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MATH 157
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Colin Stewart
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Mathematics

MATH 157

Colin Stewart

Fall

Description

Note on Functions and Limits
If there are two variables (usually denoted by x and y or s and t) related to each other, then a function
is the object to tell us how these two variables related.
Deﬁnition 1. A function f is a rule that assigns (maps) each element in an set A to one and only
one element in an set B.
Remarks:
1. Every element in A must has a unique image f(x), i.e. x can’t be mapped to more than 1 image
(Vertical Lines Test).
2. Element in B may not be an image of x in A.
Note that f is a function and f(x) is the value of the images of x under f.
1 E.g. 1. Let f(x) = x + 1 (rule)
f
(▯1;1) ▯! (▯1;1)
x ▯! x + 1
Therefore
2
1 maps to f(1) = 1 + 1 = 2
0 maps to f(0) = 0 + 1 = 1
Notation. Let y = f(x) be a function. Then x is called the independent variable and y is called the
dependent variable.
We can use other variables to represent the same function. For example, in E.g. 1 the function can
also be represented by
2
g(s) = s + 1:
2 2
Both f(x) = x + 1 and g(s) = s + 1 deﬁne the same function.
Deﬁnition 2.
Domain = the set of all x in A where f(x) is deﬁned.
= fx 2 A : f(x) is deﬁned g
where ”x 2 A” means ”x belongs to the set A”.
Range = the set of all images f(x) in B of x in A.
= fy 2 B : y = f(x) for some x in A g:
From now on, A and B are (▯1;1).
p
E.g. 2. Let f(x) =x ▯ 1. Then
▯ p
Domain = x 2 A : f(x) = x ▯ 1 is deﬁned
= fx 2 A : x ▯ 1 ▯ 0g
= fx 2 A : x ▯ 1g
= [1;1):
The range R is more difﬁcult to ﬁnd. We can ﬁnd that
f
▯ p
R f y : y = f(x) = x ▯ 1 for some x in [1;1) = [0;1):
2 3 Deﬁnition 3. The graph of a functions the set of all points (x;f(x)) in X ▯ Y plane for all x in the
domain.
Algebra of Functions
Let f and g be functions with domains A and B respectively. Then we can construct new functions
by the operators +;▯;▯;▯ from f and g.
Deﬁnition 4. The sum function of f and g denoted by f + g is deﬁned by
(f + g)(x) := f(x) + g(x); for all x 2 A \ B:
4 Here ”:=” means ”deﬁnes” and ”x 2 A \ B” means ”x belongs to A and B”.
Also the difference, product and quotient function of f and g are denoted and deﬁned by
(f ▯ g)(x) := f(x) ▯ g(x); for all x 2 A \ B:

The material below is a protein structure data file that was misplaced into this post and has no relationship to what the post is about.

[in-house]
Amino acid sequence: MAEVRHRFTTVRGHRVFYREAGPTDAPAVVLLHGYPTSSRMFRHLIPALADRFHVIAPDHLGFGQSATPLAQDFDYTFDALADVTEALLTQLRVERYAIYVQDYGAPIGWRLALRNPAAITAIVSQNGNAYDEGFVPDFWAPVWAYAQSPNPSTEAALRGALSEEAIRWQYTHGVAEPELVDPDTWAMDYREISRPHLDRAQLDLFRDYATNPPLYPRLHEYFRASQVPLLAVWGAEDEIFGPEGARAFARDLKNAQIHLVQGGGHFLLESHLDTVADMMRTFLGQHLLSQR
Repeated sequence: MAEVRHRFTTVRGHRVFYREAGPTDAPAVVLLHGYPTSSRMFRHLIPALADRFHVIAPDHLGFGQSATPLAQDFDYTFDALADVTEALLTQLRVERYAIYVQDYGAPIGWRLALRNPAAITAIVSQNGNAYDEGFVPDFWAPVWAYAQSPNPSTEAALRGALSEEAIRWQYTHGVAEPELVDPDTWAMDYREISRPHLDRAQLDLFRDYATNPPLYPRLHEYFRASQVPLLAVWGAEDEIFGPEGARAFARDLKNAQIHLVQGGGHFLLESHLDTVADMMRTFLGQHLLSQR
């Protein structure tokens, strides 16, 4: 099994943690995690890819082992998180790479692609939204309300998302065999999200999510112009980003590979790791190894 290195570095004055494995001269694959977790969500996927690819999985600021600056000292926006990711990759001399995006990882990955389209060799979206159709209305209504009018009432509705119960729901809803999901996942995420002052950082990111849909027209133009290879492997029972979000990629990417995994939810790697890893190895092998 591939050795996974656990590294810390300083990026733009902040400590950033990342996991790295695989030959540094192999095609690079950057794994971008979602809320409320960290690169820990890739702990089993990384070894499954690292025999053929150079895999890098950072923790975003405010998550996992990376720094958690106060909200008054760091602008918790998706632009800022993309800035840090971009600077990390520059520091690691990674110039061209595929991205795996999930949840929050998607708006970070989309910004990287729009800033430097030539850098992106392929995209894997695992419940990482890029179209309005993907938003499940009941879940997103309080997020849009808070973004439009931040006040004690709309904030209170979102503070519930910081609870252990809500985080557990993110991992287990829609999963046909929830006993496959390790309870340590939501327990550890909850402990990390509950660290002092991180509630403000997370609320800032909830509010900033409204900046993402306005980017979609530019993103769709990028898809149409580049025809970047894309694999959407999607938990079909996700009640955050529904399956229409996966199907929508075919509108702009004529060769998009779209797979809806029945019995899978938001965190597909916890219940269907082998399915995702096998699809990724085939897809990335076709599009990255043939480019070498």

(f ▯ g)(x) := f(x)g(x); for all x 2 A \ B:
and ▯ ▯
f (x) :=f(x); for all x 2 A \ B and g(x) 6= 0:
g g(x)
Remark. The order of f and h in these new functions may matters.
For example, in general,
(f ▯ g) 6= (g ▯ f)
and ▯ f ▯ g
6= :
g f
But it is always true that
(f + g) = (g + f)
and
(f ▯ g) = (g ▯ f):
Why?
5 Composition of Functions
Let f and g be functions with domains D andfD respegtively. We can construct a new function by
applying the function f ﬁrst and then g second.
Deﬁnition 5. The composition of function is deﬁned by
(g ▯ f)(x) := g (f(x)):
i.e. apply f ﬁrst and then g
Therefore, under g ▯ f, x maps to g(f(x)).
6 Similarly,
(f ▯ g)(x) := f (g(x)):
i.e. apply g ﬁrst and then f
Therefore, under f ▯ g, x maps to f(g(x)).
Remark. We must assume that f(x) belongs to D in g gf and g(x) belongs to D in f ▯f. Otherwise
the composition of f and g are not deﬁned. In general,
(g ▯ f) 6= (f ▯ g):
Example 1. Let
x
f(x) = 2
x + 1
and
1
g(x) = :
x
7 Note that Df= (▯1;1) and D = (g1;1)nf0g. Then
▯ ▯
x
(g ▯ f)(x) = g (f(x)) = g
x + 1
2
▯ 1 ▯ x + 1
= x = x ; for x 6= 0
x +1
and
▯ ▯
1
(f ▯ g)(x) = f (g(x)) = f x
1 1 1
= ▯ ▯x = x = x
1 2+ 1 12+ 1 1+22
x x x
1 x2 x
= ▯ = ; for all x:
x 1 + x2 1 + x2
Example 2. Let p
f(x) = 2 x + 3
and
2
g(x) = x + 1:
Note that Df= [0;1) and D =g(▯1;1). Then
▯ p ▯
(g ▯ f)(x) = g (f(x)) = g 2 x + 3
▯ p 2 p
= 2 x + 3 + 1 = 4x + 12 x + 10; for all x ▯ 0
and
▯ 2 ▯
(f ▯ g)(x) = f (g(x)) = f x + 1
p
= 2 x + 1 + 3; for all x:
Again g ▯ f 6= f ▯ g.
Example 3. Let
f(x) = x5
and 1
g(x) = x :
Note that Df= D =g(▯1;1). Then
▯ 5▯
(g ▯ f)(x) = g (f(x)) = g x
▯ ▯1
= x5 5 = x; for all x
and
▯ 1▯
(f ▯ g)(x) = f (g(x)) = f x 5
▯ 1▯5
= x5 = x; for all x:
8 In this case, (g ▯ f)(x) = (f ▯ g)(x) = x.
Remark. In the last example,
under f ▯ g, x maps to itself x.
under g ▯ f, x maps to itself x.
So f a

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